By DAVID SALEH RAUF
ANNAPOLIS (March 24, 2011) The House of Delegates on Thursday overwhelmingly passed a $14.6 billion operating budget that reforms pensions, restores a chunk of education cuts and raises several fees to generate tens of millions in new revenue.
The House spending plan closes the state's estimated $1.6 billion budget shortfall for fiscal 2012 without raising taxes but would require Marylanders to pony up twice as much to title a car, purchase a vanity plate and transfer property tax records.
The House voted 97 to 42 to send the budget to the Senate, which is expected to start debate on the bill next week. The vote split largely along party lines, with Delegate Wendell Beitzel, R-Garrett, casting the sole vote from the minority party in favor of the spending plan.
Democratic budget writers described the spending plan as fiscally prudent and socially responsible. But Republican leaders said cuts didn't go deep enough to address long-term debt and spending, saying the plan is full of "gimmicks and magician tricks."
Under the House budget, spending in fiscal 2012 would increase year-over-year by roughly $1.4 billion. Republicans also noted the House budget only trims a total of $6.5 million from Gov. Martin O'Malley's proposal.
"We have a continually increasing appetite to spend the citizens' money even in the worst of times," said House Minority Leader Anthony O'Donnell, who waved a chart in front of the full House showing how the state's operating budget has grown since 1979. "This budget goes up by $1 billion. When does it stop?"
Democrats said the increase is required to make up for federal funds the state used in past years to balance the budget and to restore roughly $58 million in education cuts O'Malley proposed in his budget.
The House budget, Democratic leaders said, will reduce the state's structural deficit by 40 percent, an amount that equals about $800 million O'Malley's plan reduced the future budget deficits by 37 percent.
"None of us believe this is a perfect product. It is the best effort given the resources we have," said Delegate John Bohanan, a St. Mary's Democrat and a key member of the House committee that handles the budget. "This budget is progress for our state that is emerging from a very difficult time."
The House budget received preliminary approval late Wednesday evening after roughly five hours of debate, securing a smooth ride for Thursday's final passage.
At times during Wednesday's debate, Republicans used the budget as a platform to launch to into other issues, ranging from abortion to stem cell research to illegal immigration.
In the end, the House Appropriations Committee's version of the budget moved forward unscathed after Democrats battled back a series of amendments designed to reduce spending, including one that sought to cap executive branch salaries at $1 below the governor's $150,000 paycheck. Another failed amendment would have stripped state employees of a recently negotiated $750 bonus.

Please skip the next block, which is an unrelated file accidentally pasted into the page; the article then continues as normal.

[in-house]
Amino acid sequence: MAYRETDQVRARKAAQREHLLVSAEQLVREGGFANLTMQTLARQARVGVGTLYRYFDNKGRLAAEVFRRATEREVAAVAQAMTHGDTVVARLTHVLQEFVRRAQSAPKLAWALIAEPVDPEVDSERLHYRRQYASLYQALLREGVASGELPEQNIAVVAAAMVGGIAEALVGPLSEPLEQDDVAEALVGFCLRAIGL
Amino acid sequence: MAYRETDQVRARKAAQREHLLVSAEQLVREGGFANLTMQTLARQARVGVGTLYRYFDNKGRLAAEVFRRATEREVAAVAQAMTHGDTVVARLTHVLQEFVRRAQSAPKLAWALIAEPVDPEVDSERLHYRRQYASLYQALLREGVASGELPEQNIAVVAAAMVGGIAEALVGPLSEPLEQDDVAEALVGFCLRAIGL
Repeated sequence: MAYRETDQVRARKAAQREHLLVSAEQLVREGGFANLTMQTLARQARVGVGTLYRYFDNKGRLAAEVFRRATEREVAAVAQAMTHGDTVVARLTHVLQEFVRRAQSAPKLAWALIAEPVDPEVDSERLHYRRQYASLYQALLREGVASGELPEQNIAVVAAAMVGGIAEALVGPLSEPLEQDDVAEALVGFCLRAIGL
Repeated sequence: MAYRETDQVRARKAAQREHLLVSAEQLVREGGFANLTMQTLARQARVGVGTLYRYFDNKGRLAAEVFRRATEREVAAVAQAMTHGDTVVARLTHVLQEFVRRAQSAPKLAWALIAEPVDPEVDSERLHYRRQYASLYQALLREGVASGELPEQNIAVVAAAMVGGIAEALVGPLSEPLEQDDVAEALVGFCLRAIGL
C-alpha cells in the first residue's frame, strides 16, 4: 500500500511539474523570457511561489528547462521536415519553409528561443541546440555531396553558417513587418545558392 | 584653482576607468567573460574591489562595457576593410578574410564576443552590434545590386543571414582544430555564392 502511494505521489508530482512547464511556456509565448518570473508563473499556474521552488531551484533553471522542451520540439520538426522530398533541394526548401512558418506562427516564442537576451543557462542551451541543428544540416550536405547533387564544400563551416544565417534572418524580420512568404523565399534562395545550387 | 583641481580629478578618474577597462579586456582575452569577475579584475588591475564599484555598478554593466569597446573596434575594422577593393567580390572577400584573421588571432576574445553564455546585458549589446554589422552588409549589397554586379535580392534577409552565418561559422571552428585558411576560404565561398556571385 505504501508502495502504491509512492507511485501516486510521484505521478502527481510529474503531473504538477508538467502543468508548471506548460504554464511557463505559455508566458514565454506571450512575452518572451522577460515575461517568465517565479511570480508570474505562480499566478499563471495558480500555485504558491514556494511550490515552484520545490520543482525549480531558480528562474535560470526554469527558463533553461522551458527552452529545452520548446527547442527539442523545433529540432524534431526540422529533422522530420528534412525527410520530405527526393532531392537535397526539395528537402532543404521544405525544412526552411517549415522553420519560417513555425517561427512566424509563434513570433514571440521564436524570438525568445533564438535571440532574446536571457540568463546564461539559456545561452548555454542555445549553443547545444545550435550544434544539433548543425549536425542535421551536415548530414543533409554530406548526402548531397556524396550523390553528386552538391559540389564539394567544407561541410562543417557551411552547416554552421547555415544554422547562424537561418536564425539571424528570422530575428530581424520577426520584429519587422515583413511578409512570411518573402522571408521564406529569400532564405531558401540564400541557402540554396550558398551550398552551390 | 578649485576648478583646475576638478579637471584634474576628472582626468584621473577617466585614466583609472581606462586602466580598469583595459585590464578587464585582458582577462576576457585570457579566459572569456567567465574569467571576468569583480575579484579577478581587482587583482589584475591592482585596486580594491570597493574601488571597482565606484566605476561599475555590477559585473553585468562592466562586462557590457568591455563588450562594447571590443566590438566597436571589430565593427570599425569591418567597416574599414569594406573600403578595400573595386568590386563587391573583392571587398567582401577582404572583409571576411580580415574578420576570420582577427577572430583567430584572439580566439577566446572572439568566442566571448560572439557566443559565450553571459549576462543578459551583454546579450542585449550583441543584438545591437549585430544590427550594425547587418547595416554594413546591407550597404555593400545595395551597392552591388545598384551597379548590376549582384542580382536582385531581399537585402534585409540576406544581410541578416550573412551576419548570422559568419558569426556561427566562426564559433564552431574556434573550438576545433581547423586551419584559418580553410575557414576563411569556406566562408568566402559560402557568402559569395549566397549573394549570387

The House budget does not raise any of the four major taxes—sales, gas, income and corporate—but does propose a series of fee increases. They include an increase to the titling fee for vehicle purchases, which would double from $50 to $100, and an increase to the fee for vanity license plates, which is slated to double from $25 to $50.
Combined, the two fees are expected to generate about $52 million that will go in the depleted Transportation Trust Fund.
Marylanders also would pay twice as much—from $20 to $40—for the fee associated with filing property tax records. The fee for filing birth certificates also jumps from $12 to $24 under the House plan.
Democratic budget writers rejected O'Malley's bad-driver proposal, which sought to assess fines of $100 for each point over five that drivers receive on their licenses within five years.
The House had the first shot at the budget this year. Delegate Norman Conway, chairman of the House Appropriations Committee, said it was the toughest budget he's had to balance in the 20 years since he's been on the panel that handles state spending.
Conway said the House and Senate versions of the budget are not "that far apart," but the two chambers will have to reconcile differences on at least two issues.
Among them is a proposed alcohol tax. The Senate is moving swiftly with a plan to gradually increase the state's alcohol tax from 6 percent to 9 percent over three years. A Senate panel approved the bill Thursday, just days after it was introduced.
In its budget discussions, the House rejected assessing new taxes.
Pension reform also is poised to take center stage when the two chambers reconcile budget differences.
The House is proposing to change O'Malley's pension reform plan by requiring state employees to pay 7 percent of their salaries instead of 5 percent into their pension plans. O'Malley's proposal would have given state employees the option to choose between 7 percent and 5 percent contributions.
The House also shifted $17 million of the administrative costs for pensions to local school boards.
The Senate, on the other hand, could move toward shifting more of the cost of pensions to local governments, House leaders said. The House last year rejected a pension shift and wants to reform the system this year before moving forward with a shift.